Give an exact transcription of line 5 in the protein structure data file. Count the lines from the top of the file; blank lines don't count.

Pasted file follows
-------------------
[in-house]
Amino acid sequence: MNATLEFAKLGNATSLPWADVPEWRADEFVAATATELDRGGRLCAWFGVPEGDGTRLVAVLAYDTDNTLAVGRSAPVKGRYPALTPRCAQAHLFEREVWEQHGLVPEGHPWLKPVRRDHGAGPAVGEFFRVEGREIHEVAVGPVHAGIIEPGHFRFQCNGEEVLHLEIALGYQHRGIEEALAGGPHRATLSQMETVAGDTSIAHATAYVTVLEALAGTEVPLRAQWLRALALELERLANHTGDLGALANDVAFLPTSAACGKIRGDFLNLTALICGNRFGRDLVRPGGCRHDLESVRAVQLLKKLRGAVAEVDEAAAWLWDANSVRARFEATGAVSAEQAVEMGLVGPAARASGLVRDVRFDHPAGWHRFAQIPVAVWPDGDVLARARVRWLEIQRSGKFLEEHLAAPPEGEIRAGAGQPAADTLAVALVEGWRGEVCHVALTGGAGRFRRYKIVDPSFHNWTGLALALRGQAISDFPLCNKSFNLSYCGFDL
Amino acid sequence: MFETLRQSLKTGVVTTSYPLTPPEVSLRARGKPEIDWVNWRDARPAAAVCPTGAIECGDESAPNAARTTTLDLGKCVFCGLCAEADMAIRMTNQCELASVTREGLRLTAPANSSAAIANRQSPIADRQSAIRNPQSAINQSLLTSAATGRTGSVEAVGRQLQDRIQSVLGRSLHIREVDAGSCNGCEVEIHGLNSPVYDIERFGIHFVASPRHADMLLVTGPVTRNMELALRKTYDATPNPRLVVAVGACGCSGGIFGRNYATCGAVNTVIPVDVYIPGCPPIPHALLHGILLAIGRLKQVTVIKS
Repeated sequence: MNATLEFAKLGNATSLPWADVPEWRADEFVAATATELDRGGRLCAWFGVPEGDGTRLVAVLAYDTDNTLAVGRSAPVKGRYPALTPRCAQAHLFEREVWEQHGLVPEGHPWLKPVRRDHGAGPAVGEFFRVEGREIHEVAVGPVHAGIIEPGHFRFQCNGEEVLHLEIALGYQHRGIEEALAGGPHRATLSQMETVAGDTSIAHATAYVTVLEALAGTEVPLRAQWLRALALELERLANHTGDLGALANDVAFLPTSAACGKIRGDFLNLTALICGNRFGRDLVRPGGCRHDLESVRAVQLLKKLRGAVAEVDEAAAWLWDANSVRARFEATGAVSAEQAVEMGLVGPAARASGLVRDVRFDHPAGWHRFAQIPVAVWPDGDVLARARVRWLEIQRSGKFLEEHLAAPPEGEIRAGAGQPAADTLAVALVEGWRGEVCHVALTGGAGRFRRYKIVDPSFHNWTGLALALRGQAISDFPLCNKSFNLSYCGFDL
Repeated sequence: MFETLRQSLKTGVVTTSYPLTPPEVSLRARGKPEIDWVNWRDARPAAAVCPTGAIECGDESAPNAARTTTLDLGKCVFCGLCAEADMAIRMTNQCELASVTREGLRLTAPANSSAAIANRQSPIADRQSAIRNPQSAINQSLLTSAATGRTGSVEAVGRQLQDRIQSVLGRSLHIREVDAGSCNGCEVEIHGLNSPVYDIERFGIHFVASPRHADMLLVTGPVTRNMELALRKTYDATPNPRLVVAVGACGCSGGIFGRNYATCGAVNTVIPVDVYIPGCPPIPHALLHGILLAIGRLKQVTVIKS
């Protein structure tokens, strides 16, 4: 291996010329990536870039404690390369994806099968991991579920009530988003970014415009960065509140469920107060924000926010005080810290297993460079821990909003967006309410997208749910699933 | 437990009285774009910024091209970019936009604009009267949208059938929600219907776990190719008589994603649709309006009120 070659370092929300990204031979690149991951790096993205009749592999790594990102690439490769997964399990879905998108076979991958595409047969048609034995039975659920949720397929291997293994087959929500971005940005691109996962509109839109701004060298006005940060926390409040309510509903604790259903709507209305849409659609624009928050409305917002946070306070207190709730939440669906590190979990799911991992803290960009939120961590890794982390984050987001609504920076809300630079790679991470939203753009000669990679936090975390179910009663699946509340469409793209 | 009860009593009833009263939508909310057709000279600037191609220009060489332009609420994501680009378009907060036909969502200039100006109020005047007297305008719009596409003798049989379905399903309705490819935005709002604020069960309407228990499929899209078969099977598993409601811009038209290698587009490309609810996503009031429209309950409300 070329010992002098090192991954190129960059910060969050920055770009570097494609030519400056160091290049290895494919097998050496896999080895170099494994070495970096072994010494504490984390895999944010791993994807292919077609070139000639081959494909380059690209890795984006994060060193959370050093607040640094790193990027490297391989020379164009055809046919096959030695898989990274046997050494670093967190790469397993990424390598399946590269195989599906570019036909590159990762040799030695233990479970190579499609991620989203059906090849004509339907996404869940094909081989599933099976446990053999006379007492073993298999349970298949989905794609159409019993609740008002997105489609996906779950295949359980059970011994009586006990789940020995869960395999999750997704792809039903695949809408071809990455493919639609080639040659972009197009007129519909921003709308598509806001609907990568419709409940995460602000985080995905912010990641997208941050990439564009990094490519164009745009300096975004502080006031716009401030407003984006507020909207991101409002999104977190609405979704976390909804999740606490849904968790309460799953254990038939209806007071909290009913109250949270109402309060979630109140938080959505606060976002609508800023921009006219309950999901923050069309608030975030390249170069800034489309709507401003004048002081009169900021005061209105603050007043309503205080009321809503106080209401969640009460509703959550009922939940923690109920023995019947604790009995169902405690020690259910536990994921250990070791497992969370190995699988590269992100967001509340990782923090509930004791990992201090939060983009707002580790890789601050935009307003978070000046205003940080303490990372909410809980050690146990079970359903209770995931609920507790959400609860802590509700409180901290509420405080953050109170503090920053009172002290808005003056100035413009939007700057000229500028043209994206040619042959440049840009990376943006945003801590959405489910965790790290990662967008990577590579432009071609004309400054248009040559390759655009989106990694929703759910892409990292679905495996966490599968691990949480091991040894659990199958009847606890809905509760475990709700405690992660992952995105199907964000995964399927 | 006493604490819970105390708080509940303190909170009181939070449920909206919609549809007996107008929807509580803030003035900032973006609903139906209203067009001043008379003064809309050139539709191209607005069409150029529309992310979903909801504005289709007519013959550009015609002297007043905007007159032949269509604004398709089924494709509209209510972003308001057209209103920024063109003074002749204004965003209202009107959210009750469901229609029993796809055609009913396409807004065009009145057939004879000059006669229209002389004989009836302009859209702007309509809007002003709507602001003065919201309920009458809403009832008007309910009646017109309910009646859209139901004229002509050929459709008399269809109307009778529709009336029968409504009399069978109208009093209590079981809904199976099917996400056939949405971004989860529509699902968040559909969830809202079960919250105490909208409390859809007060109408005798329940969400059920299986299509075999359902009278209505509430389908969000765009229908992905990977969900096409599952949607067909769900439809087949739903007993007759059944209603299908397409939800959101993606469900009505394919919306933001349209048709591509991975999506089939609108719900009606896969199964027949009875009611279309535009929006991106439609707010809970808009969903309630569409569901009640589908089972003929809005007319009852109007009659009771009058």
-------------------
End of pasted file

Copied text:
Repeated sequence: MFETLRQSLKTGVVTTSYPLTPPEVSLRARGKPEIDWVNWRDARPAAAVCPTGAIECGDESAPNAARTTTLDLGKCVFCGLCAEADMAIRMTNQCELASVTREGLRLTAPANSSAAIANRQSPIADRQSAIRNPQSAINQSLLTSAATGRTGSVEAVGRQLQDRIQSVLGRSLHIREVDAGSCNGCEVEIHGLNSPVYDIERFGIHFVASPRHADMLLVTGPVTRNMELALRKTYDATPNPRLVVAVGACGCSGGIFGRNYATCGAVNTVIPVDVYIPGCPPIPHALLHGILLAIGRLKQVTVIKS